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ATO reminder about RFB

Employers are reminded that the ATO will be focusing on businesses operating outside the fringe benefits tax (FBT) system in 2013-14.

The ATO will be paying particular attention to those employers who are failing to fulfil their reportable fringe benefits (RFB) amount and FBT obligations.

Employees should be recording the value of fringe benefits provided to each employee.

If the value of certain fringe benefits provided exceeds $2000 in an a FBT year (which is 1st April to 31st March), employers need to record the gross taxable value of the benefits in the employee’s payment summary for the corresponding income year (which is the 1st July to 30th June).

Employees need to be aware that FBT is an employer liability, and they cannot consolidate FBT returns.

Generally, if there is an RFBA, there will be an FBT liability. However, this does not occur where benefits are exempt from FBT because an employee works in or for a public benevolent institution, health promotion charity, hospital, public ambulance service or is a live- in residential care worker.

If employees do not correctly report their RFB amounts, it may affect their government benefits and obligations.

Posted on 13 February '14 by , under Tax.

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Transition to retirement

The transition to retirement (TTR) strategy allows you to access some of your super while you continue to work.

You are able to use the TTR strategy if you are aged 55 to 60. You can use it to supplement your income if you reduce your work hours or boost your super and save on tax while you keep working full time.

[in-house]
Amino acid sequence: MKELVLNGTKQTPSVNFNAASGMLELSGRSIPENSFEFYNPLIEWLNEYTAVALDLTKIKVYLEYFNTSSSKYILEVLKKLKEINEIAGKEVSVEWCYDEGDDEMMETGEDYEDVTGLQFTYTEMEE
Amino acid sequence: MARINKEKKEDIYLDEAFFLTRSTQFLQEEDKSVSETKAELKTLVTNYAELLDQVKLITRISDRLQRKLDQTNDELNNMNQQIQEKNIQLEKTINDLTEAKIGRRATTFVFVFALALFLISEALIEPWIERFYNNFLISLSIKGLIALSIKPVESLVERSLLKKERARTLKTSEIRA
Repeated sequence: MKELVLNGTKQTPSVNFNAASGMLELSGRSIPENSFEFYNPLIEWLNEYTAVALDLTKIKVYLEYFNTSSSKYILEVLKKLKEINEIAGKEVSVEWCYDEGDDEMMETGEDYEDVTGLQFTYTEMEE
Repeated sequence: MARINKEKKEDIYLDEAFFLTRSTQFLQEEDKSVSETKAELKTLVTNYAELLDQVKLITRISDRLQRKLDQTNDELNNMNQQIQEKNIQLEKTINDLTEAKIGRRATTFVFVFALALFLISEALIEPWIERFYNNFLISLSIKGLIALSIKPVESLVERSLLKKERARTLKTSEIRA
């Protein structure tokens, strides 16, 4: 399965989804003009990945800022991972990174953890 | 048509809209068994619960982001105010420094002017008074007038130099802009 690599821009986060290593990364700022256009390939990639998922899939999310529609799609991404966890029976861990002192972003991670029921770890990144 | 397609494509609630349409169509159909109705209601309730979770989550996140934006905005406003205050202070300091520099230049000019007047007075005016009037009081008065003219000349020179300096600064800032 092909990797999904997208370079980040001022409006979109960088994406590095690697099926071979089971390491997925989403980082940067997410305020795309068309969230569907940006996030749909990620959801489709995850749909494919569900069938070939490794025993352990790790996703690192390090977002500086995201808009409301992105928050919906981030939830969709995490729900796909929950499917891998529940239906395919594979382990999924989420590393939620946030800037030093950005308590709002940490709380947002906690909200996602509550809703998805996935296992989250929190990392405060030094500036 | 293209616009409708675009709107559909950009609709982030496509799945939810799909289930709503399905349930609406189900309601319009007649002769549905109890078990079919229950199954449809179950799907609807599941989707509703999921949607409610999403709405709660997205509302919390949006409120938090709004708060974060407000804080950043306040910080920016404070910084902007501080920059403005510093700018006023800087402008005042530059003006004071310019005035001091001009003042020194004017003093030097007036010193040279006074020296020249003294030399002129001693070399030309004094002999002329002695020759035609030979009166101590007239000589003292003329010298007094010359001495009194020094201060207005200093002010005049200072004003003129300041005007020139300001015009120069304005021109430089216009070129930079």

• Starting a TTR pension: To start your TTR pension, transfer some of your super to an account-based pension. You have to keep some money in your super account so that you can continue to receive your employer's compulsory contributions as well as any voluntary contributions you may be making.
  • Government benefits and TTR: The benefits you or your partner receive might be impacted if you choose to opt for this strategy. How and what exactly will change might become clearer upon discussing this with a Financial Information Service (FIS) officer.
  • Life insurance and TTR: In some cases, the life insurance cover you have with your super may stop or reduce if you start a TTR pension – check this before making any decisions or changes.

TTR can help ease your mind as you transition into retirement but it can be a bit complex. Before you choose whether you want to use TTR to reduce work hours or save on tax, or even if you want to use TTR altogether, you should figure out how this will impact all aspects of your finances.

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